Bond's leaving fuels fears for cricket
Fears for the future of international cricket have again been voiced after fast bowler Shane Bond terminated his New Zealand Cricket contract to play in the rebel Indian Cricket League.
Black Caps career over for Bond
The Bond saga officially ended yesterday, the 32-year-old effectively ending his international career after four weeks of negotiation and mediation came to nothing.
"I have taken immense pride in playing for the Black Caps," said Bond, who despite an injury-plagued career will be remembered as one of New Zealand's great bowlers. "I believed I could continue to do so for the term of my contract while also taking up the ICL opportunity. I will continue to be available to play for the Black Caps and look forward to doing so once again when NZC deems this appropriate."
However, Bond announced he would not have been available to play the tests against England in any case.
The distress caused by an abdominal tear suffered against South Africa in November convinced Bond any future New Zealand representation would be confined to the less stressful Twenty20 and one-day international formats.
"Coming home from South Africa was really tough," he said. "I sat back and reflected when I got home and realised most of the injuries I've had have come from the longer form of the game.
"I just wanted to play for two more years in Twenty20 and one-day, [and] the best option was to step down from test cricket."
"I didn't want to go through that [rehabilitation] process again and then have to play six tests on the bounce - history suggests [that] would have been a struggle."
Bond rejected suggestions he was disloyal in opting for the ICL, saying his intention was always to continue playing for New Zealand.
"It's not coin over country. That's why I got the release that allowed me to play for my country and the ICL at the same time.
"The ICL were happy for me to keep playing for New Zealand."
NZC chief executive Justin Vaughan, who described the outcome as "disappointing", admitted his organisation was stuck between a rock and a hard place.
"Our obligation is to abide by all of the International Cricket Council's regulations, and this one regulation which prevents us from having contracted players playing in rebel leagues has meant Shane is unable to play out the term of his contract."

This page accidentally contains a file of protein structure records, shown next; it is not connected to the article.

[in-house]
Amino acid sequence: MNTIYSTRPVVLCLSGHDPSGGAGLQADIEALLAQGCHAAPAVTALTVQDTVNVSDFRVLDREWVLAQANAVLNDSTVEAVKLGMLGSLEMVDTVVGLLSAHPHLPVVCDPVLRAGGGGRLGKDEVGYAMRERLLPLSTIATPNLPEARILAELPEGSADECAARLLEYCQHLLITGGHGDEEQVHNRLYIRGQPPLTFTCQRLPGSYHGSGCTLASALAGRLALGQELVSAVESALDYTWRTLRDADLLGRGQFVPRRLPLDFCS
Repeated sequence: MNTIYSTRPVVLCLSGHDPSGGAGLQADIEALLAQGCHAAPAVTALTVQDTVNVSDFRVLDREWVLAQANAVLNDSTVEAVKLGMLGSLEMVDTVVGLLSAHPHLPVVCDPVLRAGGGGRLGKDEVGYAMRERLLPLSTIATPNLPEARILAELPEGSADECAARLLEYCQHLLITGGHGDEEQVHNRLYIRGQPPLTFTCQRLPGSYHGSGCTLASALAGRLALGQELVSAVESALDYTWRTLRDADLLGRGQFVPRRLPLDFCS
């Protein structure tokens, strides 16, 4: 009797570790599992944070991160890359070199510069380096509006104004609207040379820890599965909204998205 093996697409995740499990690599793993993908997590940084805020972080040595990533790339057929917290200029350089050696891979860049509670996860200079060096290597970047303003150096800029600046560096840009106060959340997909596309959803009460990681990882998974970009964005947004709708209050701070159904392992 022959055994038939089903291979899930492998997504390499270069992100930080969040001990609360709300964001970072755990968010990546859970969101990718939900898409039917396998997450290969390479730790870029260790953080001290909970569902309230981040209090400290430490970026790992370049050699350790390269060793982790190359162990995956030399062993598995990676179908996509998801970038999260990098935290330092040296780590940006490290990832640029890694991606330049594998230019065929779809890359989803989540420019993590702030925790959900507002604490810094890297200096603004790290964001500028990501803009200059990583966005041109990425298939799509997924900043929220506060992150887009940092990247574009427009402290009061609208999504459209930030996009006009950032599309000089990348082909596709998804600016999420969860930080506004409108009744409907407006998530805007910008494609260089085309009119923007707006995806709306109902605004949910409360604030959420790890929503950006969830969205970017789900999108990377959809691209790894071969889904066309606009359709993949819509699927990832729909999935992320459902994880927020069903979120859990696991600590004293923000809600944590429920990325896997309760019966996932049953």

Vaughan conceded Bond's NZC contract allowed him to play in the rebel league and that was something NZC needed to address to avoid similar scenarios.
He admitted the departure of Bond, the seventh Kiwi to join the ICL but by far the biggest loss, was concerning for international cricket.
"I think most players do have a genuine desire to want to play and our financial position means that it is becoming more attractive to continue to play international cricket," Vaughan said.
"But having said that, it is difficult for us to compete with the likes of the rebel league, which doesn't have to fund grassroots cricket the way NZC does.
"It is certainly going to be a topic of discussion at the ICC meeting in March in Kuala Lumpur. Every ICC member country is having to grapple with it at the moment and we will be going to that meeting trying to find ways we can protect our top players."
New Zealand Cricket Players Association executive manager Heath Mills also labelled the outcome disappointing. Mills said the Bond situation had to be addressed before international cricket was further devalued.
"We urge the ICC to step in and attempt to influence this situation and find a way to manage third party investment in our sport before we lose more players both here and around the world."
For all that, Vaughan didn't close the door on Bond returning.
"If the ICL was to collapse, or if he wanted to stop playing in the ICL, then I think under both of those circumstances the door would be open for Shane."
Bond played 67 one-day internationals, taking 125 wickets at 19.32, and 17 tests, taking 79 wickets at 22.39.
- With NZPA
The Dominion Post